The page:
Healthcare IT positions are on the rise as well with healthcare networks transitioning to electronic medical records and focusing on meeting meaningful use requirements. Although general IT openings increased by only 18%, 30% of those were specific to HIT analysts/systems analysts. The report postulates that HIT analysts will remain much sought-after hires while health systems are still in the process of evaluating potential technology innovations. Tellingly, though, enough healthcare networks are moving forward with their new technology implementation, as systems/network engineers were in high demand in Q2, with position opening growing by 190% from Q1.

HealtheCareers collected their data from their online database of job openings from April 1 through June 30, 2012. Given that their database is comprised of approximately 50,215 healthcare and medical job openings placed by 3,294 hospital and healthcare organizations, the report offers significant insight into industry trends in the job market:  Physicians and surgeons are still the top priority, but physician assistants, nurse practitioners and skilled nurses are all in higher demand as of Q2. Healthcare IT is growing, although it has yet to overtake healthcare provider needs.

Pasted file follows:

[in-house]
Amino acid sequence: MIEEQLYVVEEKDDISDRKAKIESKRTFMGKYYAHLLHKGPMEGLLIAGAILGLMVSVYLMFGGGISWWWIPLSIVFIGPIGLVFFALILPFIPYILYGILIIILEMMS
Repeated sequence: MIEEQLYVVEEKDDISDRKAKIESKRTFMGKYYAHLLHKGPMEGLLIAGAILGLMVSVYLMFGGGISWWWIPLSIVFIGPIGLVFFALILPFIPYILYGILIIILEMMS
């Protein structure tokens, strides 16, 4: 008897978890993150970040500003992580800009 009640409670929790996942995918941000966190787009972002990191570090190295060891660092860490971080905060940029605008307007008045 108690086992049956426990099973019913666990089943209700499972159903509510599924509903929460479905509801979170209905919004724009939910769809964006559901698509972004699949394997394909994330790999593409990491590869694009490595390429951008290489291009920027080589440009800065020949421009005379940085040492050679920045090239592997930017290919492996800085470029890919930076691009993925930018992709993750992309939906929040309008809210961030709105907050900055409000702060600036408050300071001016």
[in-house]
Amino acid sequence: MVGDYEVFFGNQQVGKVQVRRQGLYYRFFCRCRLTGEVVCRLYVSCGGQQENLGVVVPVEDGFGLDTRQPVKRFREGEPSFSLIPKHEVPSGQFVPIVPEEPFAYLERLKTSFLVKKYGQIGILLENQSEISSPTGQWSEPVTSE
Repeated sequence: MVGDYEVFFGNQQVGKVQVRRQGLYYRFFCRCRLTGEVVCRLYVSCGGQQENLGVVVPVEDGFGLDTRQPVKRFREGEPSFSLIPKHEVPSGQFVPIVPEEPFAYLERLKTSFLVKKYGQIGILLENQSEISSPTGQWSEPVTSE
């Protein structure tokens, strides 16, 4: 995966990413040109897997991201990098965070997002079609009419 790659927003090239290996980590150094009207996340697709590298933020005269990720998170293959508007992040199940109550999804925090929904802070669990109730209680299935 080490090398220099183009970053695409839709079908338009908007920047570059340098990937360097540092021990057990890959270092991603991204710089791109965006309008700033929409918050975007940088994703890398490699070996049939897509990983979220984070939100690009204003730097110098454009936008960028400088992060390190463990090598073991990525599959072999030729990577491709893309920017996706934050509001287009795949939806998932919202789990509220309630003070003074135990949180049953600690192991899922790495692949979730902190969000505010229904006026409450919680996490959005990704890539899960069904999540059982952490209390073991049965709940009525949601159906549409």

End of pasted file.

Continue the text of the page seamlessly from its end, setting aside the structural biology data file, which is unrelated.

To read the full report, click the link provided above, or visit HealtheCareers.

Editor's note: This post was written by Rebecca Hepp, on staff at ADVANCE.

4 comments

Carol thanks for your input, unfortunately we did speak with our representatives and they say they cannot help us.  We are being told that it is fraud for us to admit, discharge, etc and have the physicians bill.  We work for the hospital not the docs.

We are all incredibly discourged!

gina August 10, 2012 11:48 AM

Thank You Patrick for clarifying that Physician Assistants in ALL States including the St. Thomas, Virgin Islands have prescriptive practices.  

Rebecca- With all due respect, the Physician Assistant program is a vigorous program based on the medical model in which the first year is comprised of the physician core studies, and then in the second year, PA students complete 2000 hours of rotations in areas of Ob/Gyn, Pediatrics, Family Practice, Internal Medicine, Emergency Room, Surgery, Pyschiatry, and electives in the students area of interest.  This is often in the setting of 3rd-4 th year medical students and residents learning right next to us.  Physicians have a minimum of 7 years of schooling/rotations and Physician Assistants close to 3 years.  We respect that Physicians have more classroom time and rotations/residency and it is what makes our partnership as a team so important.  Our general education in all areas provides the PA profession  flexiblity to adapt to the needs of the medical field.  Our committment from our national organization the American Academy of Physician Assistants to the state contingencies for a physician lead TEAM insures quality patient care and delivery.